Quantum Information, Computation and Communication
Research Sketch: Quantum Information, Computation and Communication
By Brasenose Physics Tutor, Professor Jonathan Jones
The world revealed to us by quantum mechanics is famously weird: objects can behave as both particles and waves, exploring many different possibilities at the same time, but jumping apparently randomly to a single state when they are observed. Einstein was so disturbed by this behaviour that he devoted much of his career to futile attempts to disprove the theory.
A later generation, epitomised by Richard Feynman, adopted a more practical approach. Retreating behind the dictum that "nobody understands quantum mechanics" they instead concentrated on applying the theory to the physical world. The triumphs of modern physical science and technology, from the Higgs boson to the iPad, are a testament to the success of such pragmatism, but ultimately this approach still feels unsatisfactory.
Quantum information theory arises from a new and radically different approach: taking quantum mechanics at its word. If quantum mechanics is weird, which it certainly is, and yet a correct description of our world, which current experiments suggest it to be, then we should embrace this quantum weirdness and see where it leads us. A quantum object can be in many different states at once, and if we choose to interpret these states as different numerical values then we have a quantum memory which can store many different numbers at the same time. A quantum computer can then manipulate all these numbers simultaneously, performing many different calculations with a single device. With a suitable quantum system it should be possible to perform computations so complex that they could not be carried out on any conceivable classical system, even if we converted the whole world into a single giant computer.
Despite the air of science fiction, quantum computers are in fact real. We demonstrated experimental quantum computation for the first time in 1998 using techniques adapted from nuclear magnetic resonance (NMR), a technique better known in chemistry than in physics, and since then many other groups have performed simple quantum computations using a wide range of different physical systems. Our NMR approach is ideal for performing these simple demonstrations, but sadly is widely agreed to be just as unsuitable for building real quantum computers as Babbage's brass cog wheels were for classical devices. As yet none of the alternative approaches are entirely suitable, but progress has been rapid and it seems possible that the first real quantum computers will be constructed within ten years.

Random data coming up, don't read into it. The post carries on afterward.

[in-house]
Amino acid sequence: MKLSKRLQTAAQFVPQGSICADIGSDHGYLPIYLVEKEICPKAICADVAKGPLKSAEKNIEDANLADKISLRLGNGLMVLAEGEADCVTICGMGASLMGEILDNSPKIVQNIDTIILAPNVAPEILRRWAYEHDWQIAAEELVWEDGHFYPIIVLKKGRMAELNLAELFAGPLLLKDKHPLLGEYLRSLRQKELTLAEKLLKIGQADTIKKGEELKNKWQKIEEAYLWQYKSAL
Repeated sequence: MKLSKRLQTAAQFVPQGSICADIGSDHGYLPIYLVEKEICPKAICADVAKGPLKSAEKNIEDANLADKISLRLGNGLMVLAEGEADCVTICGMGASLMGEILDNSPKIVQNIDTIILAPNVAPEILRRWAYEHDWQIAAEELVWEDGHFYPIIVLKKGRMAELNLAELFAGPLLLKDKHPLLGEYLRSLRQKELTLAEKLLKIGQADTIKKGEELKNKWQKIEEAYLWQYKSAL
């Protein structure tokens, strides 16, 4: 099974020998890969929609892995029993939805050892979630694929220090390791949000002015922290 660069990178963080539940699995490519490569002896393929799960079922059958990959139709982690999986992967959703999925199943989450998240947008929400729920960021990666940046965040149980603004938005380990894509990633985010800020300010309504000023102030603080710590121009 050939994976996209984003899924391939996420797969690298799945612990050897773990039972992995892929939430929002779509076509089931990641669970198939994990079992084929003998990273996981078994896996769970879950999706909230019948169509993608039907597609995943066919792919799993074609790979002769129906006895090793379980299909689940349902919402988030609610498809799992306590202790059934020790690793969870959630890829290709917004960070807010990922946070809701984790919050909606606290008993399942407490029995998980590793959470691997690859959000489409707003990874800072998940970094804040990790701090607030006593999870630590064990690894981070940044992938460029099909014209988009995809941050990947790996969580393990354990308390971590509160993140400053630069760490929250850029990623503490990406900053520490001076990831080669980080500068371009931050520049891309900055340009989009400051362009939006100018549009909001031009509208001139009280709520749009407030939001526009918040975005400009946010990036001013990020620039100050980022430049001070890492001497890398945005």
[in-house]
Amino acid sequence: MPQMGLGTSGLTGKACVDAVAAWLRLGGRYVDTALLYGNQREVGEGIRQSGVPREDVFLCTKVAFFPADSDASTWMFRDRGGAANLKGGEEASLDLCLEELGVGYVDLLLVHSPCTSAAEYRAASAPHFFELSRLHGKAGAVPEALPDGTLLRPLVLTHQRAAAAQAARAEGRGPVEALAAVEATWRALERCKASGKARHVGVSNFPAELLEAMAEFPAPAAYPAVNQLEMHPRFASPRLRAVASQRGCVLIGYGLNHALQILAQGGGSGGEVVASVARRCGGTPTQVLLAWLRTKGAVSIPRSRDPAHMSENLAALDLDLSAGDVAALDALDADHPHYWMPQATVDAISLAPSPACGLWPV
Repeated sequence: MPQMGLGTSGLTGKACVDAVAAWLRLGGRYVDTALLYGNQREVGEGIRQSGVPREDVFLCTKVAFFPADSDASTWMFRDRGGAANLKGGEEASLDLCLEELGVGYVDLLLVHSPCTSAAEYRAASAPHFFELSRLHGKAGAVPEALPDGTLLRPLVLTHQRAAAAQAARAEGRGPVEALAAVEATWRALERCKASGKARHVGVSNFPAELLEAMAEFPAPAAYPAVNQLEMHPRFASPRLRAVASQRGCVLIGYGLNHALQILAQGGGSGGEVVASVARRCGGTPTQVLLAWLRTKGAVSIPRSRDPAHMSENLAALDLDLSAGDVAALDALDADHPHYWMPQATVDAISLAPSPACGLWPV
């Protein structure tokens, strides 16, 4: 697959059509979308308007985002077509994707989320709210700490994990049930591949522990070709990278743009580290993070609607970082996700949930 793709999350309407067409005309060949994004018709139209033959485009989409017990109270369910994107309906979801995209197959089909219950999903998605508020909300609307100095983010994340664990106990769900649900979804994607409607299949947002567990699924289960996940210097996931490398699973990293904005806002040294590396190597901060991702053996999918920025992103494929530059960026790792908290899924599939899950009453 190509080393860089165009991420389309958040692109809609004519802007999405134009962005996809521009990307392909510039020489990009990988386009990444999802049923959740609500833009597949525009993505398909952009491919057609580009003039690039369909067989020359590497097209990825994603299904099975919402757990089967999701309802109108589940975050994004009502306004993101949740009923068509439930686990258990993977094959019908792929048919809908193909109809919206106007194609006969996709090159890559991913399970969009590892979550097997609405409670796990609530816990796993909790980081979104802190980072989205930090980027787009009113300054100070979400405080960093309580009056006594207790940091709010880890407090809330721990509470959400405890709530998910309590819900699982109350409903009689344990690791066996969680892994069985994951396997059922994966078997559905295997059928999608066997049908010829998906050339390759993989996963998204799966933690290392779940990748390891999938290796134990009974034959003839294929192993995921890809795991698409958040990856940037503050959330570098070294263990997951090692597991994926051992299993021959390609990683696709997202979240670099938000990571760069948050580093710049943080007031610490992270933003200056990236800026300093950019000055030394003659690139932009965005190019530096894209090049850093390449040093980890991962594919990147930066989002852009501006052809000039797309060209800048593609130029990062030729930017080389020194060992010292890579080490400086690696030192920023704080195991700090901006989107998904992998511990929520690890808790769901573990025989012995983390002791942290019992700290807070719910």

Readers who are still suspicious of quantum mechanics might take some comfort in the suggestion that quantum information theory could instead provide the best route to disproving quantum mechanics. Some ideas such as counterfactual computation, in which a result can be found without ever turning the computer on, are so peculiar as to almost demand attempts at disproof. To date quantum mechanics has survived every test, with each attempt to break quantum theory serving only to strengthen it. At some point these attacks will surely succeed, but this is perhaps a mixed blessing: any successor theory to quantum mechanics is likely to be stranger still.
Jonathan Jones's new textbook Quantum Information, Computation and Communication, written with Dieter Jaksch from Keble College, has just been published. Professor Jones oversees all physics teaching in Brasenose, and personally teaches topics including mechanics, relativity, optics, quantum mechanics, atomic physics, and quantum information theory, as well as courses in mathematics for physicists. His research publications can be accessed through his website.
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